RM: Totally. That thing about appearing, I don’t find it so pleasing. I have the feeling . . . no, the conviction, the certainness that reality and fiction are really mixed up. The frontier between reality and fiction is tremendously porous and slippery. And in fact, when I remember something that has happened to me a long time ago, let’s say twenty years ago, many times I’m not sure if I have actually lived what I am recalling, or I have dreamed about it, or I have written about it, or I have imagined it all. And the four possibilities have the same experiential force to me. That’s why there’s this game in many of my novels, in this border area between reality and fiction. Ana Santos Aramburo, who is actually the National Library Director, appears in La Carne. Moreover, she’s a friend of mine and the poor woman didn’t know I was putting her in a novel, so when I finished the first draft, I sent it to her and I told her: “Ana, look, you’re appearing there and you also talk a lot, so take a look at it and see if you’re OK with that.” Thank goodness she was! So, including myself in the action is also within this game. And the truth is I had a lot of fun looking at myself through the eyes of my character, because it’s me. And Soledad is right when she criticizes me. Yes, of course, I am a lot like Peter Pan. It’s true, I wear Doctor Martens boots, I have tattoos and I am dressed with young clothes . . . everything she says is true, it’s just that I’m not uncomfortable at all with that. Kids are the ones who create; I find it really great to have my inner child still alive. But besides this chapter, besides playing with the limits of reality and fantasy, it’s a key for the novel’s structure, because there I tell my character that imaginary life is also life, and that too helps my character to end the novel better than how it started.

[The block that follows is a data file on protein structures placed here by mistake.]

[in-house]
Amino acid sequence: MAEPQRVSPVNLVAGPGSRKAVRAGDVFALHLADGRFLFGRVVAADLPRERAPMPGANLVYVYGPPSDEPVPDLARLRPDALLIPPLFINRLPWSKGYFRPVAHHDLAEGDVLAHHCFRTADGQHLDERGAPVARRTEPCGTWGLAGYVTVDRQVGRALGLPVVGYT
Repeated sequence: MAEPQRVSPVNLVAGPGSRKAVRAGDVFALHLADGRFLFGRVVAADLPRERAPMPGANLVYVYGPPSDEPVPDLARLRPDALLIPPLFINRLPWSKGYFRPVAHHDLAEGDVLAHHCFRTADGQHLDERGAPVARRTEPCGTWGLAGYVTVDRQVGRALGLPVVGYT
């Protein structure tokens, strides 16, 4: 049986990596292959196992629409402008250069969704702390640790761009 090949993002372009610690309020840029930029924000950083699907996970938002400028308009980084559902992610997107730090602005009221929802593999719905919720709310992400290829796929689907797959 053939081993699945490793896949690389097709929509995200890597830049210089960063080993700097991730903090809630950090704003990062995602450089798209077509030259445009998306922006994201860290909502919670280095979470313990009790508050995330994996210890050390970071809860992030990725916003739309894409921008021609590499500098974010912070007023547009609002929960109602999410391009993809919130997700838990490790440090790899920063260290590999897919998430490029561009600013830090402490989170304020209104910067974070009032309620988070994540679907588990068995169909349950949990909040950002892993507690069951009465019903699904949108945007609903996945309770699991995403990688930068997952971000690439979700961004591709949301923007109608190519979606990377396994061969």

JA: In what way does your journalism career influence in your fiction writing?